Tuesday, 30 November 2010

The Globe Inn, Cathedral Yard

Another part of Exeter's past which went up in smoke on 04 May 1942, the Globe inn had been one of the most prominent inns in the city for over 270 years. The inn, also known as the Globe Hotel, joins the former New inn, the Chevalier inn, the New London inn, the Old London inn and the Country House inn as just some of the many historical inns and taverns which have been destroyed over the last century.

The Globe inn occupied a prime site, facing out into the Cathedral Yard, backing onto houses which fronted onto the busy thoroughfare of South Street at the rear. In his book, 'Aspects of Exeter', local historian Peter Thomas admits that no-one knows exactly when the Globe inn was first established. The earliest reference to it as an inn appears in the parish register of the nearby church of St Martin. The register records the baptism of Thomas Fowler, the son of "William Fowler, tapster at The Globe", on 25 October 1675. A tapster was essentially a barman so the Globe inn was certainly open for business in the 1670s.

The image right shows a modern aerial view of the Globe's location overlaid onto which is a detail from the 1905 map of Exeter. The Globe is highlighted in red, with the curved facade facing out onto the cathedral precinct. Of particular note is the very narrow alleyway, just five feet wide, which lead down the side of the Globe and into South Street. This was known as Little Stile and was one of the original 13th century gateways into the Cathedral Yard. The gateway structure itself was removed in 1820 but access remained as a right-of-way for pedestrians until it was obliterated by post-war redevelopment. South Street runs to diagonally to the south-west.

At least part of the Globe itself was considerably older than the late-17th century. The photograph below left shows the full extent of the rambling Globe inn prior to its destruction. The oldest part of the Globe was the section to the left, with the dormer windows set into the roof. This had been constructed as a private house, possibly as early as 1600, but by the mid-17th century the house had been subdivided into two separate tenements, one of which was the original Globe inn building.

Over the following century the Globe expanded to include not only the second tenement but also a later extension (masked by the plain stucco facade to the right which was added c1800.) Part of St Petrock's church is visible to the far right and the narrow entrance into the cathedral precinct known as Little Stile is to the far left. Up until 1942, the interior of the Globe inn still retained much of its character, with oak panelling, carved doors and 18th century bow windows. The Globe was, frustratingly, another of Exeter's landmark buildings which was destroyed before it could be properly surveyed and so its precise architectural history will probably always remain unknown. The history of the inn ended on 04 May 1942. Incendiary bombs dropped onto South Street as part of a 'Baedeker' air raid ignited much of South Street and the flames spread to the Globe inn. By the following morning all that was left standing were the walls. Everything else had perished in the flames. Presumably the ruins were unsafe and so the remains were cleared away as part of the post-war rebuilding.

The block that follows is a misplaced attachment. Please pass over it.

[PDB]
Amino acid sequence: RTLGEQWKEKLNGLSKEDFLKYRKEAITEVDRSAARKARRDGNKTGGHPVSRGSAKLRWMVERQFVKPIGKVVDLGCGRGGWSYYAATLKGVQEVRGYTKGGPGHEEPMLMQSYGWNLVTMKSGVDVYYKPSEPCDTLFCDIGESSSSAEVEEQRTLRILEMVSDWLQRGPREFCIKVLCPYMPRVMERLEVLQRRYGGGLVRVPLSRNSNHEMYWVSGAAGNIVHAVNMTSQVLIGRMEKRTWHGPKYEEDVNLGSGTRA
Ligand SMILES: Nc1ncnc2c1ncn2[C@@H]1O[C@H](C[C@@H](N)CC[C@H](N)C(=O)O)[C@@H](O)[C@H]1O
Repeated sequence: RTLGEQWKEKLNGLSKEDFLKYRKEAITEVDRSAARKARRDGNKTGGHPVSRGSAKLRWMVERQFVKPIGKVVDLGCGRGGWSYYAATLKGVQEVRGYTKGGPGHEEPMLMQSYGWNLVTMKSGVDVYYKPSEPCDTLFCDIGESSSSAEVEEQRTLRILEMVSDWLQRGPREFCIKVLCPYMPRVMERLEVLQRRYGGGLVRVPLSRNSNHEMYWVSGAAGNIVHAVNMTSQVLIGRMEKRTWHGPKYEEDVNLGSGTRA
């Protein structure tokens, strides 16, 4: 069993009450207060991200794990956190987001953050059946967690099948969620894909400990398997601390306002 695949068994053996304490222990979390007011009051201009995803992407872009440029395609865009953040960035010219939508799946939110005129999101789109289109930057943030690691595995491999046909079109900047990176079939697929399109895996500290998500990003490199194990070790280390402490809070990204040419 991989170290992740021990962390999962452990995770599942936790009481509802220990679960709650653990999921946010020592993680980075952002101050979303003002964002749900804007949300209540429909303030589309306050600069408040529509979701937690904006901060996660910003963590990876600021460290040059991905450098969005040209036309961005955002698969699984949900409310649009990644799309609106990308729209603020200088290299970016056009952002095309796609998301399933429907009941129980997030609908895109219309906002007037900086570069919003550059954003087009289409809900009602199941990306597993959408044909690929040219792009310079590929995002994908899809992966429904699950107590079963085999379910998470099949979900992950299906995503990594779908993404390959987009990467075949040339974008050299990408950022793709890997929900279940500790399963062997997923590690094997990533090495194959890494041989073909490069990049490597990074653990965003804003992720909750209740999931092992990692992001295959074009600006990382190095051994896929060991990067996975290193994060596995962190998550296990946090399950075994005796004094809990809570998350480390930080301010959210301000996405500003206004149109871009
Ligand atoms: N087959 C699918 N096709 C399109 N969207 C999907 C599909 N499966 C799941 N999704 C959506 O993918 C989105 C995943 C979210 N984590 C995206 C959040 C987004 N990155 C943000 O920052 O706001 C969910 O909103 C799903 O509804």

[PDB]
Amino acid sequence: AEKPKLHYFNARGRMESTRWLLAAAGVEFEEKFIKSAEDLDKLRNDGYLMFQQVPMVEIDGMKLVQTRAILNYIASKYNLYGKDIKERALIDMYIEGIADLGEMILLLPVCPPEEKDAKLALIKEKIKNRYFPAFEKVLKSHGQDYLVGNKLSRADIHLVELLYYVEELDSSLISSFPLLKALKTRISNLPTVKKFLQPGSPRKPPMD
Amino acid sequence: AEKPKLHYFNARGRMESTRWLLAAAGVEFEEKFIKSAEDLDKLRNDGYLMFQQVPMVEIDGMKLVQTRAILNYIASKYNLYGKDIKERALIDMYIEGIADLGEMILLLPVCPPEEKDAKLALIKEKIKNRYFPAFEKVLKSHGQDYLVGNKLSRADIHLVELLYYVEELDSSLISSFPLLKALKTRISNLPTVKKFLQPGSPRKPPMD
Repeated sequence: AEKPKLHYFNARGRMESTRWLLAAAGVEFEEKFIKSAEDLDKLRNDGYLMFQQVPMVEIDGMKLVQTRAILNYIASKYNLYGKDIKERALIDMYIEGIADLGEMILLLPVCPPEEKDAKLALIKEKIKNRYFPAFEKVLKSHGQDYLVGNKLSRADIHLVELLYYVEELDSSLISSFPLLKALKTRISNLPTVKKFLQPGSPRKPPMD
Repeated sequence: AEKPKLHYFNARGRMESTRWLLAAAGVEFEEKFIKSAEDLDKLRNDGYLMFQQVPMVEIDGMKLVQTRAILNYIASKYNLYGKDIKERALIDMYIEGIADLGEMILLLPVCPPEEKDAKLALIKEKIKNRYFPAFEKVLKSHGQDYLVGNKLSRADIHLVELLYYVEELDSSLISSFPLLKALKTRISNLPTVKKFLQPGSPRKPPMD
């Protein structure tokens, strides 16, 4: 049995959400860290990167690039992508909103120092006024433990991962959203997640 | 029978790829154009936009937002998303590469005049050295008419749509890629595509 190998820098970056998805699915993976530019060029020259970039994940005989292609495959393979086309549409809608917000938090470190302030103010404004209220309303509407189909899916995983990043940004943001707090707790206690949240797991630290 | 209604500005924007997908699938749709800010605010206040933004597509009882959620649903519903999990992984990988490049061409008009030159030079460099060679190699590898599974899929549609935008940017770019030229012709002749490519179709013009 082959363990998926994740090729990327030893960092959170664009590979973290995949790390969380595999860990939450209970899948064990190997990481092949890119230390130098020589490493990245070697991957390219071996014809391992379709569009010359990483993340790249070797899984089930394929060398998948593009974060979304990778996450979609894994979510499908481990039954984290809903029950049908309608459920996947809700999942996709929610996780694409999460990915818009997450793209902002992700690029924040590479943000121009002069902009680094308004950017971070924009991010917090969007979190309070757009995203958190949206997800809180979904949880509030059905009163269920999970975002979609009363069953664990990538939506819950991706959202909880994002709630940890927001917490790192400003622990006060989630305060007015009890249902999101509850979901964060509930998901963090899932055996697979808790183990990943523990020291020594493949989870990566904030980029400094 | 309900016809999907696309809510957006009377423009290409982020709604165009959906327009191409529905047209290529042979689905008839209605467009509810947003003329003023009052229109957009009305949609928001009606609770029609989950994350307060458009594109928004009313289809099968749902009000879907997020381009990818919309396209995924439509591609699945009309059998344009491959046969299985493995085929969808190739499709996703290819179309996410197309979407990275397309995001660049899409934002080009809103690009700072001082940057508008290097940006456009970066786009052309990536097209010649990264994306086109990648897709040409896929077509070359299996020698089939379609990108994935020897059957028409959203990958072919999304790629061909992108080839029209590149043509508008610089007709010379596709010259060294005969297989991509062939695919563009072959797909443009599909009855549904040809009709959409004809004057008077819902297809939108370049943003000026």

The post-war reconstruction of the area is insipid. A wide entrance right was constructed over the site of the Globe, giving easy access to the cathedral precinct. However this also had the unfortunate effect of opening up views from the Cathedral Yard into the 1950s wasteland of post-war South Street and the rebuilt top of Fore Street. It also involved the scandalous demolition of a surviving half-timbered facade from c1600 which stood at the back of No. 72 High Street. According to Pevsner and Cherry, "the ceremonial steps have the effect of "unfortunately focusing attention on the unworthy rebuilding of the war-damaged SW corner of the Close". As with most of the buildings which arose in Exeter after 1942, the architecture which replaced the Globe Inn was uninspired, anonymous and pedestrian.

Where the Globe Inn once stood there is now a three-storey, low-roofed shack of the utmost mediocrity. The wall to the right of the new entrance is almost as bad. Made from concrete blocks with a hexagonal motif, it looks particular dated and cheap. The city council's own conservation report for the area acknowledges that the post-war redevelopment is a "major disappointment in terms of how it defines this important space". But perhaps the most unforgivable act of the reconstruction here was the obliteration of Little Stile. Since the late 1200s people had used this route to enter the Cathedral Yard but after the war it was blocked by redevelopment below and it now only leads into a small service area. It's hard to imagine the sheer arrogance of either the town planner or local authority which could destroy a part of the city's long history so casually and after so much had already been destroyed during World War Two.


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